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Fundog

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Everything posted by Fundog

  1. I'm not actually very well versed in any of the tests, being rather new at all this myself, but I think a couple other people on here could tell you a bit more.
  2. A an endoscopy is the "gold standard" of diagnosis, so yes, an endoscopy would still be preferable to get a confirmed, beyond a shadow of a doubt" diagnosis. Be sure to keep him on gluten until all testing is complete.
  3. Yes, you should save up money to get the testing done. However, when you are ready for the tests, you need to eat gluten for three months before the tests, or they will not be accurate. Good luck!
  4. It is important to advocate for yourself and insist on tests you think you need, even for no other reason but peace of mind. Those doctors work for you, not the other way around. However: are you willing to go back on gluten for 12 weeks to get testing? Getting testing done while off gluten will get you nothing but a smaller bank account, sadly. If not, and you know you feel better without gluten, then be okay with that. Sometimes the proof of looking at ourselves in the mirror is the only "lab test" we really need.
  5. Pick up a good multivitamin that does NOT include extra iron. It might help bring up your folate without overdosing on the other stuff. Sometimes getting answers to medical mysteries like yourself is slow, hard work, but you're now one step closer. Keep pushing! I hope you feel better soon.
  6. I've never had an endoscopy-- I refused to continue eating wheat in order to get one, as I was shredding my skin to ribbons. (Very itchy and twitchy) However, I've had two colonoscopies, and I will have a third before I turn 50! but I don't think that has so much to do with celiac disease as my family and personal history. My dad had colon cancer at 51, so I had to start screening early, and they found polyps each time.
  7. Just so y'all know: asthma is a lifelong condition. It may become dormant, but you do not "outgrow" it. It can resurface at any time. It is genetic. It is part of what doctors call the Atopic Triad: Asthma, Eczema, and Hay fever. Family members will exhibit any one or combination of the three, demonstrating the genetic link between them. Many doctors consider the set to be autoimmune. One of my sisters and I have the whole set. Another sister only has two out of three, and the other sister has celiac, but no atopic conditions. A link, perhaps? It is a bit too coincidental to dismiss, don't you think?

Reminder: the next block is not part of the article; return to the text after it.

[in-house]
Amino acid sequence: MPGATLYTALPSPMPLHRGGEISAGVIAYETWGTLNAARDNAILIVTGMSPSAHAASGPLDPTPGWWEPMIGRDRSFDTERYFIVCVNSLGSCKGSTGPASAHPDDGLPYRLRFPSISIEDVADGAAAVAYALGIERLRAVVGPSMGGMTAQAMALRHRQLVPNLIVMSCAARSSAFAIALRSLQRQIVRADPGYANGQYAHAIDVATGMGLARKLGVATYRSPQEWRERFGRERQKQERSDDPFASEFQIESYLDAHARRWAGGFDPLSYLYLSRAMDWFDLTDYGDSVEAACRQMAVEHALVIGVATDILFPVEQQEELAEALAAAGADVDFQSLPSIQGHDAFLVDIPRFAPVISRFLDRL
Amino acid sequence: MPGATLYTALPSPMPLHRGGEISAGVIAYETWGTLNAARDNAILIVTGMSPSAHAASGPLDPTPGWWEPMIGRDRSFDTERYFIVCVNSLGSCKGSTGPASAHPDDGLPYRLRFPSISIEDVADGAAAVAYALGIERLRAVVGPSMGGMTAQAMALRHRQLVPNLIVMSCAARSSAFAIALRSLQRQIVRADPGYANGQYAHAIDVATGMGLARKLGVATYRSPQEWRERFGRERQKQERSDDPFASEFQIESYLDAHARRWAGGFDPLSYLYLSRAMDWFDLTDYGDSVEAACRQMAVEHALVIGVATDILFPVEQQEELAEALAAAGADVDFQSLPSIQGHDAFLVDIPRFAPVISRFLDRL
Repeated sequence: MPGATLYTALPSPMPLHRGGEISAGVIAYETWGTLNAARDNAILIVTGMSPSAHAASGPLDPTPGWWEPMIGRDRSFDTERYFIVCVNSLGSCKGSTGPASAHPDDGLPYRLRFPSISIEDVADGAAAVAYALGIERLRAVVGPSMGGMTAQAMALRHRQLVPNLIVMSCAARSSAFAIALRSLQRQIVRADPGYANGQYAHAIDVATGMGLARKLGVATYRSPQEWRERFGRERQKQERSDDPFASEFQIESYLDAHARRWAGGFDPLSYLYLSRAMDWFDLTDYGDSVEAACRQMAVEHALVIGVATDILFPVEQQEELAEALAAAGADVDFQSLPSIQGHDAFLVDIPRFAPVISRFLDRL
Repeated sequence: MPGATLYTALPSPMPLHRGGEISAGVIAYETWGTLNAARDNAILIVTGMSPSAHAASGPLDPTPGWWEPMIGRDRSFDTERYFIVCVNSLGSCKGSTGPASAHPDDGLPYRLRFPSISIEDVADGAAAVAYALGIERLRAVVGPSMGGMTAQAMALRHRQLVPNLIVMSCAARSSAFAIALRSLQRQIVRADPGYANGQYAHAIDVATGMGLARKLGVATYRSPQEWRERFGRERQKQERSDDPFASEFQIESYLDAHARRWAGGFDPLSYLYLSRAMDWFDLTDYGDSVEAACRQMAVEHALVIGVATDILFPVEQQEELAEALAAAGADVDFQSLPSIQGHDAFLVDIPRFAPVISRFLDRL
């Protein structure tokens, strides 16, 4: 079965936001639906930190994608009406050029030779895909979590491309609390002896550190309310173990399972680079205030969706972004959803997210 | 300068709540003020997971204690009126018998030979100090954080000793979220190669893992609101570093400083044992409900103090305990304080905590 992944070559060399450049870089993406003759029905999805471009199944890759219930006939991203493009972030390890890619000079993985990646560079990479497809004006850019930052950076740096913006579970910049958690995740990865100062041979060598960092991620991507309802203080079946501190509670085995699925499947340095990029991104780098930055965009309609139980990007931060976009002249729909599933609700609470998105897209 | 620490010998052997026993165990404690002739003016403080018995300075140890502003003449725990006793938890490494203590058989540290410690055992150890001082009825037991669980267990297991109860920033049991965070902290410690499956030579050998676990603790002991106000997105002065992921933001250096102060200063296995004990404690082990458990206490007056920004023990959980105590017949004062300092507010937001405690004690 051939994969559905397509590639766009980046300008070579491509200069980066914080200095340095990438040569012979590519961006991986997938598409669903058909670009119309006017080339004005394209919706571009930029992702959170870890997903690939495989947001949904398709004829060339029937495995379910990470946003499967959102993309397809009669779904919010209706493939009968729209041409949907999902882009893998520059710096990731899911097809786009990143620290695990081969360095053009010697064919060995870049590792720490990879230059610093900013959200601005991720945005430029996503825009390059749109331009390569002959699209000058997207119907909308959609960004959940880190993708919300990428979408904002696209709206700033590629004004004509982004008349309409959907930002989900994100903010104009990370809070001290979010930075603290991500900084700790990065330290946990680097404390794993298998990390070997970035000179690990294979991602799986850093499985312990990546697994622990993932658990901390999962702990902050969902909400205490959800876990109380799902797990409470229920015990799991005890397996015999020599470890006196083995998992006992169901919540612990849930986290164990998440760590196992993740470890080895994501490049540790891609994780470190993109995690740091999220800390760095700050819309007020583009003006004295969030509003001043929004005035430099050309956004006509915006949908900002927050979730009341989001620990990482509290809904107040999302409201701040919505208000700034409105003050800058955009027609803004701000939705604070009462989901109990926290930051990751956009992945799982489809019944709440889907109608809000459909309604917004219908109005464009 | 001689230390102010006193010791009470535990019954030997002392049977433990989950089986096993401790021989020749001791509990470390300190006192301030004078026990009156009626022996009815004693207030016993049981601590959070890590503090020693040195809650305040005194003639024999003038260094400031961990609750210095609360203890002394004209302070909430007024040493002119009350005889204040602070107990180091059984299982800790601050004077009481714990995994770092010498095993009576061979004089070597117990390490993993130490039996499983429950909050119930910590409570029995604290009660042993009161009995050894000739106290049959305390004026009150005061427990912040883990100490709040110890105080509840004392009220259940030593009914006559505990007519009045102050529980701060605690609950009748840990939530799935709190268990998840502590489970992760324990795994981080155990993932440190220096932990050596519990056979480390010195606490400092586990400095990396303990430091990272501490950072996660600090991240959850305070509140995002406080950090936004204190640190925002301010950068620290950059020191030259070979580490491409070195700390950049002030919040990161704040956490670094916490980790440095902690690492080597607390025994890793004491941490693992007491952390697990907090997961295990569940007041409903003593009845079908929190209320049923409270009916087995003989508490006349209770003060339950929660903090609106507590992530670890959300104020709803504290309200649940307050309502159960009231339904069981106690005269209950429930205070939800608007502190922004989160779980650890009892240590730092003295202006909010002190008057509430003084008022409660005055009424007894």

8. Hi. There are several people on here who are self diagnosed, for different reasons (I'm one of them). There is also such a thing as non-celiac gluten sensitivity. As for me, I still waffle between saying I have celiac and NCGS. All I know is, bad things happen when I eat stuff with wheat or gluten in it, so I avoid. Mostly I tell people I have a wheat allergy, which is true, and something they understand.
  9. Could it be your gallbladder maybe? A lot of celiac have gallbladder issues. You should probably have checked out, just to be on the safe side.
  10. It has been said on here that there will be ups and downs and occasional flare ups until healing is complete, and that could take six months to a couple of years. I'm glad you found a connection, though. Welcome to the forum.
  11. Well my levels haven't been tested. I suffer from what doctors refer to as The Atopic Triad: Asthma, Eczema, and Environmental Allergies, concurrently, and within a family group. The genetic link puts it in the realm of autoimmune disorders. Anyway, because I've suffered with these conditions all my life, my cortisol levels have always been elevated to keep my symptoms from sending me to the hospital. At times my poor body just can't keep up with the demand for cortisol and I have to take inhaled steroid medication and steroid creams. More than likely, my cortisol levels have merely dropped to those of a normal, non allergic person, and my body doesn't know how to handle it, lol.